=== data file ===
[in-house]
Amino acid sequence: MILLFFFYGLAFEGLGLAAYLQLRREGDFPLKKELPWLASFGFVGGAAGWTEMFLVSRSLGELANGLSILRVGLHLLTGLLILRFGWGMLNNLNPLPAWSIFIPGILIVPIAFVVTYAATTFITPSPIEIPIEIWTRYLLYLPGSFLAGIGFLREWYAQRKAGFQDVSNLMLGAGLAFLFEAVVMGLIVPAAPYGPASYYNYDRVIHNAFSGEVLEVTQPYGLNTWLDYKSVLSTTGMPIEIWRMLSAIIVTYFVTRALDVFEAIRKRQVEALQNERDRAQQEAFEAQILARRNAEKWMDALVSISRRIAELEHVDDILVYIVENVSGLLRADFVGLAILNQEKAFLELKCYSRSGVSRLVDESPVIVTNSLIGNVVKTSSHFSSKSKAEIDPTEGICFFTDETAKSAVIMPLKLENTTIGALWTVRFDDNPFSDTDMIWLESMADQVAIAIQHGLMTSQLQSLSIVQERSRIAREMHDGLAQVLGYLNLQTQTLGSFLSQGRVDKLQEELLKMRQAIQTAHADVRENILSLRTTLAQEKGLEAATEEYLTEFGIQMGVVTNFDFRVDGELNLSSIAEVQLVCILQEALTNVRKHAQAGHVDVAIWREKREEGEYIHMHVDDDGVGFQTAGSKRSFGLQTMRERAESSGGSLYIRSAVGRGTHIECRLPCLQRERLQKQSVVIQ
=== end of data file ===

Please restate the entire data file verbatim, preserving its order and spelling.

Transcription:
[in-house]
Amino acid sequence: MILLFFFYGLAFEGLGLAAYLQLRREGDFPLKKELPWLASFGFVGGAAGWTEMFLVSRSLGELANGLSILRVGLHLLTGLLILRFGWGMLNNLNPLPAWSIFIPGILIVPIAFVVTYAATTFITPSPIEIPIEIWTRYLLYLPGSFLAGIGFLREWYAQRKAGFQDVSNLMLGAGLAFLFEAVVMGLIVPAAPYGPASYYNYDRVIHNAFSGEVLEVTQPYGLNTWLDYKSVLSTTGMPIEIWRMLSAIIVTYFVTRALDVFEAIRKRQVEALQNERDRAQQEAFEAQILARRNAEKWMDALVSISRRIAELEHVDDILVYIVENVSGLLRADFVGLAILNQEKAFLELKCYSRSGVSRLVDESPVIVTNSLIGNVVKTSSHFSSKSKAEIDPTEGICFFTDETAKSAVIMPLKLENTTIGALWTVRFDDNPFSDTDMIWLESMADQVAIAIQHGLMTSQLQSLSIVQERSRIAREMHDGLAQVLGYLNLQTQTLGSFLSQGRVDKLQEELLKMRQAIQTAHADVRENILSLRTTLAQEKGLEAATEEYLTEFGIQMGVVTNFDFRVDGELNLSSIAEVQLVCILQEALTNVRKHAQAGHVDVAIWREKREEGEYIHMHVDDDGVGFQTAGSKRSFGLQTMRERAESSGGSLYIRSAVGRGTHIECRLPCLQRERLQKQSVVIQ